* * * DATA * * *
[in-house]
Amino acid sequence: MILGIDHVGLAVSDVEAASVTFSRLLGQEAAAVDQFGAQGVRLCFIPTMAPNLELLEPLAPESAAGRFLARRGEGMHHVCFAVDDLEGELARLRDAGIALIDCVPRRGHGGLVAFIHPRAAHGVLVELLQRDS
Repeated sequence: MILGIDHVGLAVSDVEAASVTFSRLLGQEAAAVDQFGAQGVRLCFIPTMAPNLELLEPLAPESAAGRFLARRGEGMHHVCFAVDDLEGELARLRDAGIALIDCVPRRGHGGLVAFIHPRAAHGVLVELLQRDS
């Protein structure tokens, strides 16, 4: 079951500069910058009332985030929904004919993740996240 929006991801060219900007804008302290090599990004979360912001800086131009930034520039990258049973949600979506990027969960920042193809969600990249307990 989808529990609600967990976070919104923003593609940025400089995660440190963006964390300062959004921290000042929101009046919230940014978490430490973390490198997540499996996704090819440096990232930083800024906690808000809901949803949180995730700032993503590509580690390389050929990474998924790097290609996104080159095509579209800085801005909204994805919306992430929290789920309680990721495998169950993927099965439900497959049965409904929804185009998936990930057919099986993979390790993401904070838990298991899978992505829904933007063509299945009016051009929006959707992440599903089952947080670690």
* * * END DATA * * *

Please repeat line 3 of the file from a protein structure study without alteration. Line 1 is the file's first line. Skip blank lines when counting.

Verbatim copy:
Repeated sequence: MILGIDHVGLAVSDVEAASVTFSRLLGQEAAAVDQFGAQGVRLCFIPTMAPNLELLEPLAPESAAGRFLARRGEGMHHVCFAVDDLEGELARLRDAGIALIDCVPRRGHGGLVAFIHPRAAHGVLVELLQRDS